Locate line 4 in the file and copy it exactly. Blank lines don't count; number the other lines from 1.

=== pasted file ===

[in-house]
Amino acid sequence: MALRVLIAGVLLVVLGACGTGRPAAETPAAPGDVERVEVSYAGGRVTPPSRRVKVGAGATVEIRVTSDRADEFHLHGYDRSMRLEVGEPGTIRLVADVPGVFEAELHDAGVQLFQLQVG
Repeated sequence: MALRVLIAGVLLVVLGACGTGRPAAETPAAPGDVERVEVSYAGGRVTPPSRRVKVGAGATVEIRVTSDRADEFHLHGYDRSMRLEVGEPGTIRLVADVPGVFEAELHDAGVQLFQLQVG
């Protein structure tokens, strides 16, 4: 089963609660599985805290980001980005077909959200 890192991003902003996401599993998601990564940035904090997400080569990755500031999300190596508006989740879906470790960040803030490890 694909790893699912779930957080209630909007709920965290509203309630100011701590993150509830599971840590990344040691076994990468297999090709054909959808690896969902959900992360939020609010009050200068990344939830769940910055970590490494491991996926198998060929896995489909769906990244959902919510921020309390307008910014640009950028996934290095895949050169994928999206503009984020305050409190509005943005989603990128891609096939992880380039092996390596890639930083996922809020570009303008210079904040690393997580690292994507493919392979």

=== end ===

């Protein structure tokens, strides 16, 4: 089963609660599985805290980001980005077909959200 890192991003902003996401599993998601990564940035904090997400080569990755500031999300190596508006989740879906470790960040803030490890 694909790893699912779930957080209630909007709920965290509203309630100011701590993150509830599971840590990344040691076994990468297999090709054909959808690896969902959900992360939020609010009050200068990344939830769940910055970590490494491991996926198998060929896995489909769906990244959902919510921020309390307008910014640009950028996934290095895949050169994928999206503009984020305050409190509005943005989603990128891609096939992880380039092996390596890639930083996922809020570009303008210079904040690393997580690292994507493919392979």